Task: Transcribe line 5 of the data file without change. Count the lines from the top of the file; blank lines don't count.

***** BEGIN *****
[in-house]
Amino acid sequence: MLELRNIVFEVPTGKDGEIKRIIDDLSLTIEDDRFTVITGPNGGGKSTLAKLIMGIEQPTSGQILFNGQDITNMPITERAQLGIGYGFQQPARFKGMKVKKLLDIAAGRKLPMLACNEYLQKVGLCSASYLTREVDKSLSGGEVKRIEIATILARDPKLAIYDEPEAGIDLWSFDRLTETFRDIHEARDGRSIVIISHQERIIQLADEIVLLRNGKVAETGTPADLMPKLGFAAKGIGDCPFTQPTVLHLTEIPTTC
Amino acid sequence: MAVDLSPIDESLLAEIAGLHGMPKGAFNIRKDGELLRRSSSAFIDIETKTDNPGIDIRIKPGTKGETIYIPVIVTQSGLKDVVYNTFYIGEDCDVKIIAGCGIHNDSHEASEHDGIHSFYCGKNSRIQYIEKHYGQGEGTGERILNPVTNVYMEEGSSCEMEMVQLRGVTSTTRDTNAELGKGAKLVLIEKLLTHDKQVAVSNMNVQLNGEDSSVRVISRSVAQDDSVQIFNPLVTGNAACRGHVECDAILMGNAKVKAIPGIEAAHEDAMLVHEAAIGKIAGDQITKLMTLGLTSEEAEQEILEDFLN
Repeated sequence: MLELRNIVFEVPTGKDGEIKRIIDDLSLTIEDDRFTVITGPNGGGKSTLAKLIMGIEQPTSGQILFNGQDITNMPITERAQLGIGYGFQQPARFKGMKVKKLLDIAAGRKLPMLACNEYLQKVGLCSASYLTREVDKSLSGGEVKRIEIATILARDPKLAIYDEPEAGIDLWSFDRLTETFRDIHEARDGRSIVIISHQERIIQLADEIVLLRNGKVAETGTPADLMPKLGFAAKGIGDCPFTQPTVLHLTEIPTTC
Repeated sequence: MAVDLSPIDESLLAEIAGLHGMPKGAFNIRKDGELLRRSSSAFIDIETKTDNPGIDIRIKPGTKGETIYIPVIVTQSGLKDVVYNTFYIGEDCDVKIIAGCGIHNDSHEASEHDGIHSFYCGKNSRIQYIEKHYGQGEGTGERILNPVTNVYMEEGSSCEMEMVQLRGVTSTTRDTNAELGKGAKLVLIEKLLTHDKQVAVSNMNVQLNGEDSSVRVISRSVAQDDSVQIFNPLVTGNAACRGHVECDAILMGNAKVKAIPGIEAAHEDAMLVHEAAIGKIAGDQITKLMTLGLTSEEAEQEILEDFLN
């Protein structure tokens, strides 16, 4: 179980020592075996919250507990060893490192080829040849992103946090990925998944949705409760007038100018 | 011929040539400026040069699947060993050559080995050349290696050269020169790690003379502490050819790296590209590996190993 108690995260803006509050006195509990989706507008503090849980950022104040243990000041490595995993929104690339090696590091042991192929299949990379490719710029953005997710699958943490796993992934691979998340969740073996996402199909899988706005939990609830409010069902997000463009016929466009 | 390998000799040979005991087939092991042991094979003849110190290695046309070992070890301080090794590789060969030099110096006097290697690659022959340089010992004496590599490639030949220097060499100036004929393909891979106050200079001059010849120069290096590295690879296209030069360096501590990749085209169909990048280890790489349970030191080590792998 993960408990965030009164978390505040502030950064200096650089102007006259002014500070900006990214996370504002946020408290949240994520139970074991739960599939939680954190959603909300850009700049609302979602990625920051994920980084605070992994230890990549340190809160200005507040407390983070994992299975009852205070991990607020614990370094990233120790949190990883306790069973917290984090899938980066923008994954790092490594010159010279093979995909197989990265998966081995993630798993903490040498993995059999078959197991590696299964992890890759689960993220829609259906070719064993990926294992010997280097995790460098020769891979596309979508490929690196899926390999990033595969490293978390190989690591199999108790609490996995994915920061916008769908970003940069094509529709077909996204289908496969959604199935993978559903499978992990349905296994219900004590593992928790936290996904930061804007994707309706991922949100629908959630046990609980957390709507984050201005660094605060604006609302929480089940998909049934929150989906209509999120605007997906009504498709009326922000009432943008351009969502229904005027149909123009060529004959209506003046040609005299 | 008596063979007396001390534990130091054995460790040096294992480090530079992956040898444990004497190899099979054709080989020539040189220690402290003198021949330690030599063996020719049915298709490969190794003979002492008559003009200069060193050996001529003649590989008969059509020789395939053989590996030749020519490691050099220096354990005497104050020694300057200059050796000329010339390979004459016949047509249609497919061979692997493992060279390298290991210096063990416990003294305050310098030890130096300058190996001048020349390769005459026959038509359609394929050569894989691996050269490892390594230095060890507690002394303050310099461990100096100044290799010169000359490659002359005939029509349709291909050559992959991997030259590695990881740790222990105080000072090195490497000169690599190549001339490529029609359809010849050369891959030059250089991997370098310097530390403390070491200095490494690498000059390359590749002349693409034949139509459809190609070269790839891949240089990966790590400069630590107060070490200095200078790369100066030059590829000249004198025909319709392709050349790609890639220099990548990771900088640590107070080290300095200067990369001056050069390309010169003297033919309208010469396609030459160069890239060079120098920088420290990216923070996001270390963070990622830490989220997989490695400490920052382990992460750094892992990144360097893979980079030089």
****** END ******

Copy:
Repeated sequence: MAVDLSPIDESLLAEIAGLHGMPKGAFNIRKDGELLRRSSSAFIDIETKTDNPGIDIRIKPGTKGETIYIPVIVTQSGLKDVVYNTFYIGEDCDVKIIAGCGIHNDSHEASEHDGIHSFYCGKNSRIQYIEKHYGQGEGTGERILNPVTNVYMEEGSSCEMEMVQLRGVTSTTRDTNAELGKGAKLVLIEKLLTHDKQVAVSNMNVQLNGEDSSVRVISRSVAQDDSVQIFNPLVTGNAACRGHVECDAILMGNAKVKAIPGIEAAHEDAMLVHEAAIGKIAGDQITKLMTLGLTSEEAEQEILEDFLN